- getting everything planted before night falls.
In the fall, you’ll need a weekend to ‘close’ your garden. Think readying tender plants for the cold, lift summer bulbs and other seasonal jobs. Also plan on committing a few hours each weekend for weeding, pest control and pruning your plants.
Is gardening good for your mental health?
It seems so. There isn’t a ton of research on gardening. The benefits of being outside in nature is studied more. A 2014 study suggested connection to nature was significantly related to lower levels of overall anxiety. Many studies report a link between lower anxiety scores and regular exercise. By surrounding yourself with greenery and getting moving, gardening offers both advantages.
Maybe your mental health has suffered through the pandemic. You may be looking for ways to alleviate some of the ongoing stress you’re experiencing. If so, you’re not alone. More than 60% of Canadians reported having mental health issues. Anxiety topped the list of mental health concerns among those surveyed. While gardening may help, you may need more support.
- Need help finding a mental health professional near you? Lumino Health’s Provider Search tool puts top-rated health-care providers at your fingertips.
How many calories does gardening burn?
Besides being good for your community, gardening is also good exercise. According to the Harvard Medical School, 30 minutes of weeding burns 205 calories in a 185-pound person. That’s about the same as doing moderate workouts.
For a person weighing 185 pounds, using a power mower 30 minutes burns 200 calories vs 244 calories using a push mower. That’s equal to what you’d burn in a half-hour of low-impact aerobics. (And push mowers use no gas or electricity.)
Here’s a breakdown of calories burned for 30 minutes of gardening activities:
|Weeding a garden||125lbs||139|
|Using a power lawn mower||125lbs||135|
|Pushing a push lawn mower||125lbs||165|
|Raking your lawn||125lbs||120|
Of course, it isn’t just about the calories. Gardening can strengthen your core muscles, your legs and your arms. But it’s important to do it right.
How do you avoid injury while gardening?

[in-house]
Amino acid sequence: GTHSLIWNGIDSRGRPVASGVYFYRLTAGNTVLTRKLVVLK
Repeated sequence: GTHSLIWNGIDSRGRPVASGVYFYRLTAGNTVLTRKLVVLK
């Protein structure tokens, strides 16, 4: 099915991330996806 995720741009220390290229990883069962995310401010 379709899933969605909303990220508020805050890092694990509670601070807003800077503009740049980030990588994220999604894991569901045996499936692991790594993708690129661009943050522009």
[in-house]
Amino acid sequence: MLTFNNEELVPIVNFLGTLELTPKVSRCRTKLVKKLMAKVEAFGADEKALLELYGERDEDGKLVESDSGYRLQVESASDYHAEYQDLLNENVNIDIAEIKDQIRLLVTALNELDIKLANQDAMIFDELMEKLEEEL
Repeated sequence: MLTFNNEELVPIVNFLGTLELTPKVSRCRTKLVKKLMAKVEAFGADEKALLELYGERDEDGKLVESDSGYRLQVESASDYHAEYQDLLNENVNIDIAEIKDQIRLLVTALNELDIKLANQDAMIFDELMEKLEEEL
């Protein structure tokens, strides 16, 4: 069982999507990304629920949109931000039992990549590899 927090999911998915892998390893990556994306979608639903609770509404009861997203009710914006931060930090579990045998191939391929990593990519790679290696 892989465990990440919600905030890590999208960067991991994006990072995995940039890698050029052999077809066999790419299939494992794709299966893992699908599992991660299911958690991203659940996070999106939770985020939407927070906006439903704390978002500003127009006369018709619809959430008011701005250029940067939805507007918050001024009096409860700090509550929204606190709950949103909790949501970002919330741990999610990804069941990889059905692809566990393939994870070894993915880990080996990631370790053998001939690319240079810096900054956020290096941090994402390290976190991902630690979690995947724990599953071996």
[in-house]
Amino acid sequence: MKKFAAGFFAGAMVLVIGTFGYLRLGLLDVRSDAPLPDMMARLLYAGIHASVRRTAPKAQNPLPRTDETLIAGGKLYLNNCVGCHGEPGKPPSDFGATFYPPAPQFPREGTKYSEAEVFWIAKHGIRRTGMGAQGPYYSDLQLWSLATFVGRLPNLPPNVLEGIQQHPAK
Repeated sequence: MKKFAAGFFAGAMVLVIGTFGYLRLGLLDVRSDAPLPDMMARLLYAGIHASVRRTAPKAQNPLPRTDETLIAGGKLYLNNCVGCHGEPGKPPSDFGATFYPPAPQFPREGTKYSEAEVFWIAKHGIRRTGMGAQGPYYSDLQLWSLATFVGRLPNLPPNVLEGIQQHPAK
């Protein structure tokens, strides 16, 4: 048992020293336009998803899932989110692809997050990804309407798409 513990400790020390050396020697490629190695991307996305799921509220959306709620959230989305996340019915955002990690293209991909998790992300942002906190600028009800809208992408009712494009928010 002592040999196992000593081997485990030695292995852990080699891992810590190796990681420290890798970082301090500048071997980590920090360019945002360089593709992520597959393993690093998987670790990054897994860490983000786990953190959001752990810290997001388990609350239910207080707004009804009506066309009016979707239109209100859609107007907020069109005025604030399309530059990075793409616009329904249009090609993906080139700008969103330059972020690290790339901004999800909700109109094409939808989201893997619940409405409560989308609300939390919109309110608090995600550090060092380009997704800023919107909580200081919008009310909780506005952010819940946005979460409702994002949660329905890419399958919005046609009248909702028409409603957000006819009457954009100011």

Be mindful of not going all-in when gardening season starts. For Eastern Canada, Victoria Day marks the traditional start of gardening season. If you have been sedentary during the winter, remember to take it easy:
- Maybe plan gardening projects over several days rather than several hours in a single day.
- Take several breaks while gardening especially for the big jobs like heavy lifting.
- Stretch and rest as needed.
- And stop if and when you feel discomfort.
Also, remember to stretch before getting started. These gardening stretches are a great place to start. Stretching is a great everyday habit to take up, whether you garden or not. Plan short stretch breaks during your work day, especially if your job involves little movement.
Even planting just a few containers can involve heavy lifting, twisting and bending. Lift heavy objects with your legs and hug them close. Ask for help when possible. If back pain is a concern, invest in a potting bench or set up a folding table. That way, you can work standing up rather than bent forward. Then carefully move the filled containers to their final locations.
Raised beds will also cut down on bending and stooping, but you still need to be careful. If you overdo it despite your best intentions, check whether your workplace benefits plan covers massage.
How do you stay safe while gardening?
- Wear a hat and sunscreen with an SPF of at least 30.
- Avoid gardening at high noon (the hottest time of the day).
- Drink plenty of water.
- Protect yourself from rusty tools and microbes lurking in the soil by wearing gloves. Make sure your tetanus shot is up to date.
- Get up slowly, to avoid that dizzy feeling called syncope that you may get from standing up too fast.